In 2012, RB launched its second company, Richmond Ballet II, which serves in place of an apprentice program. Additionally, trainees with Richmond Ballet have the opportunity to audition for a joint degree program with Virginia Commonwealth University and earn a BFA, receiving credit for their RB experience.

Dancers tend to stay with the company for years, finding its ensemble structure and varied repertoire provide a nourishing home for artistic growth. Lauren Fagone, who has danced with RB for 13 years, says, “We're a company of soloists and principals, in truth. Everyone has a moment when you are in the spotlight. And you have moments when you are the one in the wings, and you are so elated for your friends. I never say 'my co-workers' here. I say 'my friends,' or 'my family.' "

In recent years the company has toured to New York and London, performing repertoire as diverse as Balanchine's Valse-Fantaisie and Val Caniparoli's Swipe, to great acclaim. This spring they'll visit China as cultural ambassadors. But, Winslett says, success is not just about gaining national or international attention. “We want to be able to attract and keep the best artists that we can, and that means longer contracts." RB is currently working toward 45 weeks as part of their fundraising campaign. And when they do tour, Winslett says RB's aim is to fulfill its mission: “ 'to awaken and uplift the human spirit,' so the people in our community feel pride in what they have."

Richmond Ballet At a Glance

  • Size: 16 dancers, plus 10 in Richmond Ballet II
  • Starting Salary: information available upon request
  • Length of Contract: 35 weeks, plus an extension for this year's tour to China
  • Performances: About 70, some on tour

Audition Advice: "Richmond Ballet II is where we immediately look when we need a company dancer," says Winslett. Outside dancers of interest are invited to Richmond to audition via company class.

Winslett values a clean line and a palpable love of the art. "Our dancers dance from their physical and emotional core. When I teach, I tell them, 'By the waltz combination in the center, if you're not smiling, you're probably in the wrong profession.' You shouldn't be doing this unless you live it in a way that is irrepressible. And you ought to be showing everyone that, starting with the director and the ballet master, and ending with the audience."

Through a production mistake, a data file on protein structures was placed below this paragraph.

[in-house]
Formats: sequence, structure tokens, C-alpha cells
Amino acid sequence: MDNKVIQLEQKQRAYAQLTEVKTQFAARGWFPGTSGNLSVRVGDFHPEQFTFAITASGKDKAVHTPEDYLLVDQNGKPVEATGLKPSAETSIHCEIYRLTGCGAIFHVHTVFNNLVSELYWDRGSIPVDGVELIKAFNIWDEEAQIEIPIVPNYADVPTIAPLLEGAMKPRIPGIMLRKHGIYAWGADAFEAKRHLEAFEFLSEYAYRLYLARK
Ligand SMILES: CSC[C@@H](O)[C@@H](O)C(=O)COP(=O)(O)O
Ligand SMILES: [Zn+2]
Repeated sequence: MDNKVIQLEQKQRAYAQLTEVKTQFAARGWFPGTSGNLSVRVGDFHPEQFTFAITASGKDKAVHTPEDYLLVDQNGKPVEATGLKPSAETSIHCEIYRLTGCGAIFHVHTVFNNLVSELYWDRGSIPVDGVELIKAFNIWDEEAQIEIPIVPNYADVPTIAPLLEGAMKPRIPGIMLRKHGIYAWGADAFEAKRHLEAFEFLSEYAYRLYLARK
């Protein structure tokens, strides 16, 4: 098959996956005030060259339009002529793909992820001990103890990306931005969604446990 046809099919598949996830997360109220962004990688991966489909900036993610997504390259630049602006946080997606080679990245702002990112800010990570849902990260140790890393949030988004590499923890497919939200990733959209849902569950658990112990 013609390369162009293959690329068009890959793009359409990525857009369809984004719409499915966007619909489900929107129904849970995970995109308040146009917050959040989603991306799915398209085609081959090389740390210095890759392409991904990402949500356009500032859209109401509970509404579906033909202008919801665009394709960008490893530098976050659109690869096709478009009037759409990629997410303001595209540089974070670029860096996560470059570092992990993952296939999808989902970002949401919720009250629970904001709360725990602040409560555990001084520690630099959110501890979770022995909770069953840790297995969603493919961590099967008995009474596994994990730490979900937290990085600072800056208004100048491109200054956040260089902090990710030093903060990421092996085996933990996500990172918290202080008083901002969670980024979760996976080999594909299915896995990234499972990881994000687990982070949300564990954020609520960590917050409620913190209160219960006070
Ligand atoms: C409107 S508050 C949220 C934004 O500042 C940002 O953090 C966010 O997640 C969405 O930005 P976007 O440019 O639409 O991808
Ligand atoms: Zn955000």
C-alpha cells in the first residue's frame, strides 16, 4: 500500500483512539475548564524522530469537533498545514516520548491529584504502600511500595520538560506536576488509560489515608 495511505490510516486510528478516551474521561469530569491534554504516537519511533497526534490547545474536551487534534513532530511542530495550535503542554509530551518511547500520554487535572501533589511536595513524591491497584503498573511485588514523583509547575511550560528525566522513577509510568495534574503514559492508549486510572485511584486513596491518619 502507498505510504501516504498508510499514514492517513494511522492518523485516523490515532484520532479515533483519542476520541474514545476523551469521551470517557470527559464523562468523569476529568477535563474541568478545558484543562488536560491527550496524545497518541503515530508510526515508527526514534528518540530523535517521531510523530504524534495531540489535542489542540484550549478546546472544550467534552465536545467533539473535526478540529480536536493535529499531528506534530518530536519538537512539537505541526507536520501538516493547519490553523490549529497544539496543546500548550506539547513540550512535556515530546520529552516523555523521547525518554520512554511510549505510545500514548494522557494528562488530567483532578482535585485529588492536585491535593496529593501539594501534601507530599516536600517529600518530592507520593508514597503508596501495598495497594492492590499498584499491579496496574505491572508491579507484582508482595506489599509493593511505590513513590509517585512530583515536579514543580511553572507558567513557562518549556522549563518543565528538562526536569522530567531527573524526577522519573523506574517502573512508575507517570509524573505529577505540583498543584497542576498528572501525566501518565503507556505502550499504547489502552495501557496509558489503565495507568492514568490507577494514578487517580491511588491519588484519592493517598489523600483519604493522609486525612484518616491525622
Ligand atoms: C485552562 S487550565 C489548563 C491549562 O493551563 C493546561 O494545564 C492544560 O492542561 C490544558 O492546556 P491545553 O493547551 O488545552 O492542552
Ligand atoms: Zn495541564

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After 25 Years, Victoria Morgan to Step Down as Cincinnati Ballet's Artistic Director

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Prior to coming to Cincinnati Ballet in 1997, the Salt Lake City native was a principal dancer with San Francisco Ballet and Ballet West, as well as resident choreographer for the San Francisco Opera. She graduated magna cum laude from University of Utah, where she also earned her MFA, and has judged several international ballet competitions.

Entering her 25th and final season as director, Morgan has accomplished a lot at Cincinnati Ballet, not the least erasing the $800,000 in company debt she inherited at the outset of her tenure. To right the organization's financial ship she had to make tough choices early on—the first task the company's executive committee gave her was to release a third of the company's dancers. In her continuing effort to overhaul how the organization did business, in 2008 she became both the artistic director and CEO and set about building the company's now $14.5 million endowment. For the 2016–17 season, with the arrival of new company president and CEO Scott Altman, Morgan returned to being full-time artistic director and helped lead the realization of the organization's new $31 million home, the Margaret and Michael Valentine Center for Dance.